I personally feel that there have been too many theories and things should best be dropped at that. If someone comes along talking about Jhelum, railways, Russians and 18 days being 18 years without any proof whatsoever, I feel sorry that such stupidity exists on earth. If it is conclusively proven that the Mahabharata was fiction, then I will be fine with it, but till then, it appears like a poor bunch of school-kid's attempt talking about steppes and the like.
    I don't care what politicians do or think because they are as stupid to me as people who talk about railways being the only way a war can be waged. They will use anything like the US used fellatio as a big audience puller. If that be my motivation to denounce something then I'd rather go jump somewhere and stop writing (hint to you Mr. Ramaswami). If we have to deal in facts we deal or clearly mark our work (spoken or written) as fancy stories which needn't have any tell on what really happened. If one doesn't have the humility/honesty for that, then ... forget it Mr. Ramaswami. You stick to your childishness. I couldn't help laugh and be reminded of my nephew (and only in that, he is far more bright) when he loved rejoicing in mock victory. I think the last paragraph in your comment above summarises the way you think and hence, there is nothing more that can be said. If you are sincere, prove something rather than splashing muck around. Based on whatever you have written, I really think you are stupid.

    ReplyDelete
  24. Vinod1:25 PM

    Ramaswami,

    You wrote

    f no one knows the date then it probably never happened - at least in the way as stated in the epic. Like any modern fictional novel it is a stitched version of real, unreal and imagined events.

    In your article you mentioned it happened in the steppes of Russia (without mentioning the real, unreal and imagined events). So did the unreal and imagined events happen during transplantation.

    ReplyDelete
  25. T.R.Ramaswami11:15 AM

    T.R.Ramaswami

    The Editor
    Live Mint

    Dear Sir,

    THE DATE? PLEASE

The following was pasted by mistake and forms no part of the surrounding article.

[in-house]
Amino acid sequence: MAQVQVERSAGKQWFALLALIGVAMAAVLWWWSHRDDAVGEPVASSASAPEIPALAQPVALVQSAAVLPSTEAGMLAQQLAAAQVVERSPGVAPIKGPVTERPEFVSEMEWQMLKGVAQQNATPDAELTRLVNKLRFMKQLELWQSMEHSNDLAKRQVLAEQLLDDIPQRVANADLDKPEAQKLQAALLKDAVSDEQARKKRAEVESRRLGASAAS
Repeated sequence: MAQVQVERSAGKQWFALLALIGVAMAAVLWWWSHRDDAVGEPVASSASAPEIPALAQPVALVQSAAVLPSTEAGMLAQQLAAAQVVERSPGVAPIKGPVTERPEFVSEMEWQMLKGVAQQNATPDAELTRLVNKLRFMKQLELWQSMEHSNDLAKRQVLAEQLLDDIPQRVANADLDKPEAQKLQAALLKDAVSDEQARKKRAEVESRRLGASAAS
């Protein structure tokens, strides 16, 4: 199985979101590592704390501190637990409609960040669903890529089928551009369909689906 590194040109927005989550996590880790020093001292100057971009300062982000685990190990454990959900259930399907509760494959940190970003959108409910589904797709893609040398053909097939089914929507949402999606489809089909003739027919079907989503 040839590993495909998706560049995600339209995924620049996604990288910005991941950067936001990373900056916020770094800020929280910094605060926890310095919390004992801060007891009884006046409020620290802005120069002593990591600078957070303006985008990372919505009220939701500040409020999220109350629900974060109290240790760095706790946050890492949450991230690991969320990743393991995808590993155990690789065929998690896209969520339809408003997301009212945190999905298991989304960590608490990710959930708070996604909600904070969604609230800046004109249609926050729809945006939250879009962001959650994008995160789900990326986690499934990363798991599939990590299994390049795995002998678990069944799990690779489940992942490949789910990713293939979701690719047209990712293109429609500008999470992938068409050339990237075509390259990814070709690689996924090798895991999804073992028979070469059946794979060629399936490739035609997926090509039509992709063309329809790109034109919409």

I write with reference to the article “Genetic data refutes theory” by Jayakrishnan Nair (Live Mint 30 May 2008). In attempting to refute my theory, Nair has waxed eloquent about DNA, linguistic history etc but does not have the courage, for obvious reasons, to state with conviction the central question raised in my article – what is the date? Look at the facts. The entire Mahabharatha main story from Shanthanu to Parikshit is just six generations. That is about 200 years. The war, which took place sometime during the end of the dynasty, and chronicled like no war of that antiquity, is of 18 days duration. Great. It took place in India? Let us assume that. But look at the absurdity of the range of dates given by historians as “eminent” as Romila Thapar – more than 2200 years!! An 18-day war relating to a dynasty of 200 years has a 2000 year range? Every time I select one date I have to shift the entire dynasty forward or backward?! Is this history? Or fiction? Let’s take some facts about wars in general. The first accurately recorded war is the Battle of Meggido in 1469 BCE. The largest chariot battle in history is the battle of Kadesh in 1294 BCE. The Mahabharatha states that on each day every general on both sides had an army equal to one akshouini. Compare this number with the armies put up in all the battles in history upto the US Civil War. How was such a big army mobilized? Easy – only possible in 3000 BCE if there was a migration-cum-invasion.